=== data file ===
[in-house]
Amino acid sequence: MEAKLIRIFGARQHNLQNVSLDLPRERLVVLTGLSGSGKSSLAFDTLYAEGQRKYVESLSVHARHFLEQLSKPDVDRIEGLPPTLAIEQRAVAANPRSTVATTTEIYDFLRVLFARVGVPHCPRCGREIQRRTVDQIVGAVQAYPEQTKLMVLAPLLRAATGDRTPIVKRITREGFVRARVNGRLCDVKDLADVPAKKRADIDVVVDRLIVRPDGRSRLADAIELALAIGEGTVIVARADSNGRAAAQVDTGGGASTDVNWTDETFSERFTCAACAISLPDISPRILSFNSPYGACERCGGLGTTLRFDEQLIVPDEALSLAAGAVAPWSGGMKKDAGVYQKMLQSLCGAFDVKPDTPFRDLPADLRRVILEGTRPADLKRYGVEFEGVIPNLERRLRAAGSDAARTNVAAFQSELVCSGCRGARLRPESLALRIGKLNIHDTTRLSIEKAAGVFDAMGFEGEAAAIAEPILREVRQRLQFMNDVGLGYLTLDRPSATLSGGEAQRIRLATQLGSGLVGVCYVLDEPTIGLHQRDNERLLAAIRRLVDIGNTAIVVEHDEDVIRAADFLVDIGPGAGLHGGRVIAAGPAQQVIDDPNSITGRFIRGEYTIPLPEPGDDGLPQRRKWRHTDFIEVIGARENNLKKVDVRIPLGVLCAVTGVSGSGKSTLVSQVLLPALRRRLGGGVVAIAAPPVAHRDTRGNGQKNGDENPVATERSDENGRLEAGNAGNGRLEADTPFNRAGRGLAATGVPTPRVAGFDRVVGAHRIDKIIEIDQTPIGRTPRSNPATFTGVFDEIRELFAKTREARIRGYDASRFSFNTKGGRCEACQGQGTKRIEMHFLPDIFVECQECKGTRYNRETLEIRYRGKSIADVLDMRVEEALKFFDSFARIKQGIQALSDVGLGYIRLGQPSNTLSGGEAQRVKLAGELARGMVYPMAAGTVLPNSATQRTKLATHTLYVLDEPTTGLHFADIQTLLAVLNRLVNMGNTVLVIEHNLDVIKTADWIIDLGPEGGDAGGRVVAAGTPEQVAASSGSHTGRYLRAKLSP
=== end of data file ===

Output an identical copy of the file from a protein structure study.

[in-house]
Amino acid sequence: MEAKLIRIFGARQHNLQNVSLDLPRERLVVLTGLSGSGKSSLAFDTLYAEGQRKYVESLSVHARHFLEQLSKPDVDRIEGLPPTLAIEQRAVAANPRSTVATTTEIYDFLRVLFARVGVPHCPRCGREIQRRTVDQIVGAVQAYPEQTKLMVLAPLLRAATGDRTPIVKRITREGFVRARVNGRLCDVKDLADVPAKKRADIDVVVDRLIVRPDGRSRLADAIELALAIGEGTVIVARADSNGRAAAQVDTGGGASTDVNWTDETFSERFTCAACAISLPDISPRILSFNSPYGACERCGGLGTTLRFDEQLIVPDEALSLAAGAVAPWSGGMKKDAGVYQKMLQSLCGAFDVKPDTPFRDLPADLRRVILEGTRPADLKRYGVEFEGVIPNLERRLRAAGSDAARTNVAAFQSELVCSGCRGARLRPESLALRIGKLNIHDTTRLSIEKAAGVFDAMGFEGEAAAIAEPILREVRQRLQFMNDVGLGYLTLDRPSATLSGGEAQRIRLATQLGSGLVGVCYVLDEPTIGLHQRDNERLLAAIRRLVDIGNTAIVVEHDEDVIRAADFLVDIGPGAGLHGGRVIAAGPAQQVIDDPNSITGRFIRGEYTIPLPEPGDDGLPQRRKWRHTDFIEVIGARENNLKKVDVRIPLGVLCAVTGVSGSGKSTLVSQVLLPALRRRLGGGVVAIAAPPVAHRDTRGNGQKNGDENPVATERSDENGRLEAGNAGNGRLEADTPFNRAGRGLAATGVPTPRVAGFDRVVGAHRIDKIIEIDQTPIGRTPRSNPATFTGVFDEIRELFAKTREARIRGYDASRFSFNTKGGRCEACQGQGTKRIEMHFLPDIFVECQECKGTRYNRETLEIRYRGKSIADVLDMRVEEALKFFDSFARIKQGIQALSDVGLGYIRLGQPSNTLSGGEAQRVKLAGELARGMVYPMAAGTVLPNSATQRTKLATHTLYVLDEPTTGLHFADIQTLLAVLNRLVNMGNTVLVIEHNLDVIKTADWIIDLGPEGGDAGGRVVAAGTPEQVAASSGSHTGRYLRAKLSP